Thursday, June 20, 2019 ~ SOOKE
~ Mary Brooke, West Shore Voice News
A sizeable wildfire considering its proximity to a residential area of west Sooke was likely caused by a discarded cigarette butt, says Sooke Fire Chief Kenn Mount.
The 100 x 150 meter (300 x 500 ft) fire in dry brush at the end of Henlyn Drive and Cedar Park Place was called in via 911 around 1:30 pm on Wednesday, June 19. Fire rescue crews moved out fast from Sooke, Otter Point and Metchosin to attend the incident.
This was close to homes. “Access to the fire was through private property and a small shed needed to be protected. The house was not impacted,” said Chief Mount. Wet booms were used to contain the fire, to prevent it from spreading.
“It’s highly probable that it was human caused. Sooke has a poor history with careless use of discarding cigarettes by smokers,” said Mount.
A lot of resources are applied to a fire incident like this. For this fire about 15 fire fighters were on scene (including mutual aid support from Metchosin and Otter Point). There were two brush trucks, two engines, one water tender, a structural protection unit trailer, and four utility trucks.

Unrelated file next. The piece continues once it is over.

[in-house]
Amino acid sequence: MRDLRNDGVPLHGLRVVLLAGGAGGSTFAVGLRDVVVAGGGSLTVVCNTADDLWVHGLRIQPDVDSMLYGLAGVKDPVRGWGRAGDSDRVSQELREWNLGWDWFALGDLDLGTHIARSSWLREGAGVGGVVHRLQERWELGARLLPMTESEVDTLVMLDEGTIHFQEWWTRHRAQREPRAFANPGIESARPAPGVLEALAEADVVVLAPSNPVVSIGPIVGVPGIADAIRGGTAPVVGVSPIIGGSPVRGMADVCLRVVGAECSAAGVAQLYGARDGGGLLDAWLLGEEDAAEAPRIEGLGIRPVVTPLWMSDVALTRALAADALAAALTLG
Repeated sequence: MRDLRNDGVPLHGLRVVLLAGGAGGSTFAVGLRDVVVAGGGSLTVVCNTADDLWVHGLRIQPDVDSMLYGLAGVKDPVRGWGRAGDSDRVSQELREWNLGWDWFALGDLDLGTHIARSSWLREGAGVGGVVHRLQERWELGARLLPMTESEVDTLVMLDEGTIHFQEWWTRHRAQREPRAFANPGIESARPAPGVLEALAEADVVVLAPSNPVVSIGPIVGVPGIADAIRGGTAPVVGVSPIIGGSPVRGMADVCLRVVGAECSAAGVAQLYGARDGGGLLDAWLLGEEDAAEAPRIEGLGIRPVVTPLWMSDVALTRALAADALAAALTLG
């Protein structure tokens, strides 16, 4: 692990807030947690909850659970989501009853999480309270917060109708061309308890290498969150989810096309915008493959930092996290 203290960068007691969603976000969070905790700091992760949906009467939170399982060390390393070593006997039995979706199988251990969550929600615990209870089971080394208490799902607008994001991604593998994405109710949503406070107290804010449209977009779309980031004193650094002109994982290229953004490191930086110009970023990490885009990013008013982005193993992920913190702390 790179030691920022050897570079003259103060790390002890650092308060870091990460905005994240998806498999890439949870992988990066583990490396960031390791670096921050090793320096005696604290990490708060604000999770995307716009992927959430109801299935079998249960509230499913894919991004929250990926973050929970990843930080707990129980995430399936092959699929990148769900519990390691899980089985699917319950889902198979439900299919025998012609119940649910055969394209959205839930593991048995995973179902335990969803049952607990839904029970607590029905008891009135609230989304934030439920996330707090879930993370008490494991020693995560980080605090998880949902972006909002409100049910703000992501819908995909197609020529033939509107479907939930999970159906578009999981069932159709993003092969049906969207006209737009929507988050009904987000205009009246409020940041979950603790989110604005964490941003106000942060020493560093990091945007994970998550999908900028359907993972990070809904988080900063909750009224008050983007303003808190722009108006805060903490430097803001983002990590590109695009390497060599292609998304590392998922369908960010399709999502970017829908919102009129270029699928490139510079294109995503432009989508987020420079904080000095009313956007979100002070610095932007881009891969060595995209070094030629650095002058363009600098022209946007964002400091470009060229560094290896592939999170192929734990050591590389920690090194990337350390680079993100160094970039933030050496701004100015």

Crews demobilized from the site around 7 pm, so that was 6.5 hours of attention to fire suppression and the safety of community.
There was no property damage and no injuries amongst the public. But one firefighter required support from the BC Ambulance Service for fatigue and exhaustion.
All of Vancouver Island is on Level 3 Drought, with all persons, businesses, industry and community being asked to conserve water. In the Greater Victoria area the restriction is Level 1 which comes into effect each year as of May 1.
The lack of rain this spring and summer (on top of a drier than usual winter) results in a dry forest floor, where any sort of spark can quickly develop into a fire.
Yesterday’s fire comes after 10 days of zero precipitation in Greater Victoria (June 8 to 18). According to Environment and Climate Change Canada statistics, the last notable rainfall was on June 6 and 7 (6.4 mm over the two days), and yesterday officially saw 1.8 mm rain.
June of last year saw 23.6 mm of rain, then virtually none in July and August 2018. This spring was notably dry, with March — usually a wet rainy month — seeing only 11.3 mm.